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Federal Budget 2014: Australian families receive more welfare than what they pay in income tax

Australian families are believed to be receiving more in handouts than they pay in net income tax, new figures reveal.

Modelling for The Daily Telegraph by the National Centre for Social and Economic Modelling at the University of Canberra shows 48 per cent of Australia's 12.2 million "income units" pay no net tax.

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The results show as many as 85 per cent of single-parent families pay no tax, once welfare benefits are deducted, while 55 per cent of single-person households pay no tax.

Half of childless couples pay no tax and a quarter of families with children also pay no tax, the newspaper reports.

“Most people rightly or wrongly think they pay too much tax and don’t receive enough benefits,” according to NATSEM principal research fellow, Ben Phillips.

Half of childless couples pay no tax and a quarter of families with children also pay no tax, the newspaper reports.

“I guess you have got to keep in mind that about 3.2 million of these 12.2 million families are not of working age, they’re either very young students or the vast majority would be aged pensioners and self-funded retirees — both those groups don’t pay tax,” Phillips said.

However, Stephen Kirchner, a research fellow at the Centre for Independent Studies, said that the idea half of Australian families needed to be beneficiaries of government support was beyond belief.

“Traditionally the purpose of the welfare state was poverty alleviation and helping people who can’t help themselves,” Dr Kirchner said.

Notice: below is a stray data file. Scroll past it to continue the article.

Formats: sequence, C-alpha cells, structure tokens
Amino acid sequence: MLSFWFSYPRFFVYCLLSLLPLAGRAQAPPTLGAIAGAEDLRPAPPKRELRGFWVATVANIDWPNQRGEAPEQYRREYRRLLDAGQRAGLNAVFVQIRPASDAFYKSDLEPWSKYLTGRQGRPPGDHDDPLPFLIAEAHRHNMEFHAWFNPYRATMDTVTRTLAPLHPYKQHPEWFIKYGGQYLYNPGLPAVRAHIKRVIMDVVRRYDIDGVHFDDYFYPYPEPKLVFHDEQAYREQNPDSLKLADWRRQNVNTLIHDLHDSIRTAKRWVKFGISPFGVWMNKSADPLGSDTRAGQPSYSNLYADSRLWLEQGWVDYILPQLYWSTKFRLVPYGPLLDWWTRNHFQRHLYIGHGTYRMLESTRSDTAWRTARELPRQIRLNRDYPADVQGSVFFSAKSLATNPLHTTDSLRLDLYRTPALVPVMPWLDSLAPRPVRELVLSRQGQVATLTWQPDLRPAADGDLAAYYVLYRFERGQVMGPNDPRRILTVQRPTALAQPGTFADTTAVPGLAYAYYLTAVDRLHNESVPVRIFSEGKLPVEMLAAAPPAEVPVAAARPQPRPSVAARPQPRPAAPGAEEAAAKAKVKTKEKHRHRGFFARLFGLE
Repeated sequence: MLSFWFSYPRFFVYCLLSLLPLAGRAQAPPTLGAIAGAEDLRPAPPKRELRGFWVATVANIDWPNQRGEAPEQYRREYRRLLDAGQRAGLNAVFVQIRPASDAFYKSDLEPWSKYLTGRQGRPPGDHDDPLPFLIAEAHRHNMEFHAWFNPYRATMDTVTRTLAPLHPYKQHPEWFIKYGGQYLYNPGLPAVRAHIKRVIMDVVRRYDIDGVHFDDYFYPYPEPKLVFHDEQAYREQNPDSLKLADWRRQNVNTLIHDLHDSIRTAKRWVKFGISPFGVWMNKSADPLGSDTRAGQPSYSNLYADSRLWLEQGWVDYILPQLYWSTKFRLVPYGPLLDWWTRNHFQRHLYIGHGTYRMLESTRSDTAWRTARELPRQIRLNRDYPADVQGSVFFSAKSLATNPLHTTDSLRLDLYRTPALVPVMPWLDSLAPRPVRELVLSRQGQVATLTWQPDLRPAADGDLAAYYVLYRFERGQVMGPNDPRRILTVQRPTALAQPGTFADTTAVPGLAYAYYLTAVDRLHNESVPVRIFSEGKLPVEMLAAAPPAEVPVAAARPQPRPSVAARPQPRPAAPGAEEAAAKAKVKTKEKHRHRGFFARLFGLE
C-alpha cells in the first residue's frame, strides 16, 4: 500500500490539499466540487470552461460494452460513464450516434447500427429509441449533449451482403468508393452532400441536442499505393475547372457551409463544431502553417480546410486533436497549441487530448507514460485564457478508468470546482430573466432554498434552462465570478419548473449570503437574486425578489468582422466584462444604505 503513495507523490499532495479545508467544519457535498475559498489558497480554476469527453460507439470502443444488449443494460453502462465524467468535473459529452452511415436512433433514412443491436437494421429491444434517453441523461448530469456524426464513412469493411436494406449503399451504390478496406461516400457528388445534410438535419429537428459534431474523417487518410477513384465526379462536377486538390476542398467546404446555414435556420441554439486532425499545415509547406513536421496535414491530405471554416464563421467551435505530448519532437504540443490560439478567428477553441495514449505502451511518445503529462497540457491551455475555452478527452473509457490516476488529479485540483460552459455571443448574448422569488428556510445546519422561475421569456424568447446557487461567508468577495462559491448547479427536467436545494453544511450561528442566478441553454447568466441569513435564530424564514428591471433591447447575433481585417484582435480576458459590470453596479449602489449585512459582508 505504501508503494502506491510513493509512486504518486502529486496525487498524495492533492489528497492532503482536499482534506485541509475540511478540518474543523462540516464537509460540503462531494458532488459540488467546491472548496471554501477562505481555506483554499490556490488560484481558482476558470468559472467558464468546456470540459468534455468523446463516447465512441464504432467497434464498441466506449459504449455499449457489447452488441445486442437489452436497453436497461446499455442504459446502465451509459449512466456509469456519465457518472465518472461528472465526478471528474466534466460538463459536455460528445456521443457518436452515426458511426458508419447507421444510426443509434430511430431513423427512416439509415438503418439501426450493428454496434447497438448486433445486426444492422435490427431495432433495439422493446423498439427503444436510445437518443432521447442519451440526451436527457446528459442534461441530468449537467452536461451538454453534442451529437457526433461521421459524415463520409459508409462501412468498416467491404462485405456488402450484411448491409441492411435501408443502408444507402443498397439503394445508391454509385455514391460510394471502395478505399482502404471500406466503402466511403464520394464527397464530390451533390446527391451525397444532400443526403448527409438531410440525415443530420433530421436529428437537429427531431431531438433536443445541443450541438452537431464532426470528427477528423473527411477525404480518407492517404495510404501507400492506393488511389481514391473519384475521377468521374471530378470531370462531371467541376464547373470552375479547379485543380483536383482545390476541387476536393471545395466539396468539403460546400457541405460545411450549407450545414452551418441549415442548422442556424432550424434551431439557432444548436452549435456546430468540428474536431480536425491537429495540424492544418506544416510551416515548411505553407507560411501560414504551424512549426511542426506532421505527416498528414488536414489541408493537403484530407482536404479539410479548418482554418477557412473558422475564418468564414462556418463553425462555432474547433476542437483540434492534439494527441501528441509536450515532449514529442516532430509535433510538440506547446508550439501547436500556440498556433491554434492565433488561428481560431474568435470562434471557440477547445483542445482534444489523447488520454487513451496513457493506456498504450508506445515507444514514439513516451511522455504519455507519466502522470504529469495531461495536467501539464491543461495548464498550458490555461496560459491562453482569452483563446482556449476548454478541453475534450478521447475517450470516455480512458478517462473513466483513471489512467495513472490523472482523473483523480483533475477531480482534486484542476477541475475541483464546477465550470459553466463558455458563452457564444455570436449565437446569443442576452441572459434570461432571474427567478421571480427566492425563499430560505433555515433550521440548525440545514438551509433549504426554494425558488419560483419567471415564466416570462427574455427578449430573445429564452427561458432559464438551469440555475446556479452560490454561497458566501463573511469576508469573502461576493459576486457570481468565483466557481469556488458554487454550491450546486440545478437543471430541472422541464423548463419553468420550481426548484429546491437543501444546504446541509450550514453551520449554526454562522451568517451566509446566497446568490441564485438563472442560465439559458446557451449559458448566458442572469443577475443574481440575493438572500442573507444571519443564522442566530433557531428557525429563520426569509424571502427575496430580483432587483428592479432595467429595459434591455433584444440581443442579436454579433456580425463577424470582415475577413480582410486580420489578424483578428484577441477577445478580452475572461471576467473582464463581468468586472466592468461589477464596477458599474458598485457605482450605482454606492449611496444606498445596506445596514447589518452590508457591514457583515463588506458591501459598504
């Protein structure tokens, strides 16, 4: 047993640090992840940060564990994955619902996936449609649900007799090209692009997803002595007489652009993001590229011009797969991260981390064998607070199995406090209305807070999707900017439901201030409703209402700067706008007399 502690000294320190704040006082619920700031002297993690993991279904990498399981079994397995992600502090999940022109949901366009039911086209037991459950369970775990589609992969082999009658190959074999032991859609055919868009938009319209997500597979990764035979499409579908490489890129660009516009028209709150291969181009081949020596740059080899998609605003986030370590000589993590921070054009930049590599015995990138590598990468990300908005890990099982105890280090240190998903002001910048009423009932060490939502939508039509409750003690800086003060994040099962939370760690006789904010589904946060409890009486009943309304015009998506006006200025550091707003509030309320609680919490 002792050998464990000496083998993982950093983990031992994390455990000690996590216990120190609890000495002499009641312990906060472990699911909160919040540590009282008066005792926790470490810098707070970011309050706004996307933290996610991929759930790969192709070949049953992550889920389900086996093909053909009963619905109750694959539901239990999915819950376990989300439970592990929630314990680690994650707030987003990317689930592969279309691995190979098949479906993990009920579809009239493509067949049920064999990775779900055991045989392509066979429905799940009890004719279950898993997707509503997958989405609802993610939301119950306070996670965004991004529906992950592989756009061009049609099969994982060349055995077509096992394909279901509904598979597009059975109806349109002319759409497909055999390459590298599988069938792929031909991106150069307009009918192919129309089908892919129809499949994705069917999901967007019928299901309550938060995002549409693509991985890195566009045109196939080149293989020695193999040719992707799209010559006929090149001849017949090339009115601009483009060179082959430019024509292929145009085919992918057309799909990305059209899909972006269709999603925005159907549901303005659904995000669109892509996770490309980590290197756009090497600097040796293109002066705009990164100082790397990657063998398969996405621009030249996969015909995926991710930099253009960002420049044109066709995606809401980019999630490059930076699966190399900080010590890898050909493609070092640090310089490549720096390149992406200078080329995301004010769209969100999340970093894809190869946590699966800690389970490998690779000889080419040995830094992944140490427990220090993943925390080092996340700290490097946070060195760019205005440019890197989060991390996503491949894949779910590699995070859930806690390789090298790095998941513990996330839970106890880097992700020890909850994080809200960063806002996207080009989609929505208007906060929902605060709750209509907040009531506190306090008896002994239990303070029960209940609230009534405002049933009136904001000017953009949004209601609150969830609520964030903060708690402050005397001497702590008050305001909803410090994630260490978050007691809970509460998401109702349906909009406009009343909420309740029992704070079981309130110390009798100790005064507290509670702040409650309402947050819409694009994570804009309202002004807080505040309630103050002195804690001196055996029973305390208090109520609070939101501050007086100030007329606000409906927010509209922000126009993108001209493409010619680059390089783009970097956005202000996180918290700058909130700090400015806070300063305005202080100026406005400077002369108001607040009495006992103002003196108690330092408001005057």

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“Whereas now we seem to have shifted more to an entitlement mentality where a lot of government expenditure is designed to make life easier for people who can actually care for themselves.”

According to The Daily Telegraph, Australian families will annually pay nearly $13,000 in income tax but receive $9500 in benefits, leaving a net contribution to the public purse of about just under $3500


 Paul Keating calls for longevity tax

Former prime minister Paul Keating is calling for an extra tax levy to supplement the superannuation income of people over 80, the ABC reports.

Mr Keating has told Lateline the existing compulsory superannuation system should have the capacity to cover people aged 60 to 80, but more is needed as Australians continue to live longer.

"We can't try and pretend that like a piece of Indian rubber, we can stretch the (super) accumulation from 65 to 95," he said.

"There's not enough of it now and it can't go for 30 years."

Mr Keating says a so-called longevity levy of 2 to 3 per cent could be pooled to help pay the pension, accommodation and healthcare costs of people aged 80 to 100.

"It's a classic insurance thing.

It's like the houses in the street: you pay your insurance, but only one house burns down.

"What happens? One person dies earlier, but their work and savings subsidises other people who last into their late 90s.